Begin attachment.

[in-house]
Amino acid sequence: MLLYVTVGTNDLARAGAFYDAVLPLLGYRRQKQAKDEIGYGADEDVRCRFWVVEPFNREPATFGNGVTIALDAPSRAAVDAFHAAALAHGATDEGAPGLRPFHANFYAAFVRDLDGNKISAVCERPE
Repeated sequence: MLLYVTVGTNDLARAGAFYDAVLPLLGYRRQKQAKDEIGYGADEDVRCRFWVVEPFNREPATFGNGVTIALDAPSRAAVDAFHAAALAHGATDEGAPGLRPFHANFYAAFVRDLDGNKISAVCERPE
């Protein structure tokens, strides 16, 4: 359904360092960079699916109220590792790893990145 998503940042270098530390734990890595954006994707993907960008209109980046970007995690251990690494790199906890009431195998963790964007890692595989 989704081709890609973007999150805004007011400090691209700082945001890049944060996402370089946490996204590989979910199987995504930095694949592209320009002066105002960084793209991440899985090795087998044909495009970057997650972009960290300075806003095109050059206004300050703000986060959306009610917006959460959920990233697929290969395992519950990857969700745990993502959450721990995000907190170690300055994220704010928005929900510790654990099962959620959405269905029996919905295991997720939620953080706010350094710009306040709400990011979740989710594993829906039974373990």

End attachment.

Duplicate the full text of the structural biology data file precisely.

[in-house]
Amino acid sequence: MLLYVTVGTNDLARAGAFYDAVLPLLGYRRQKQAKDEIGYGADEDVRCRFWVVEPFNREPATFGNGVTIALDAPSRAAVDAFHAAALAHGATDEGAPGLRPFHANFYAAFVRDLDGNKISAVCERPE
Repeated sequence: MLLYVTVGTNDLARAGAFYDAVLPLLGYRRQKQAKDEIGYGADEDVRCRFWVVEPFNREPATFGNGVTIALDAPSRAAVDAFHAAALAHGATDEGAPGLRPFHANFYAAFVRDLDGNKISAVCERPE
């Protein structure tokens, strides 16, 4: 359904360092960079699916109220590792790893990145 998503940042270098530390734990890595954006994707993907960008209109980046970007995690251990690494790199906890009431195998963790964007890692595989 989704081709890609973007999150805004007011400090691209700082945001890049944060996402370089946490996204590989979910199987995504930095694949592209320009002066105002960084793209991440899985090795087998044909495009970057997650972009960290300075806003095109050059206004300050703000986060959306009610917006959460959920990233697929290969395992519950990857969700745990993502959450721990995000907190170690300055994220704010928005929900510790654990099962959620959405269905029996919905295991997720939620953080706010350094710009306040709400990011979740989710594993829906039974373990």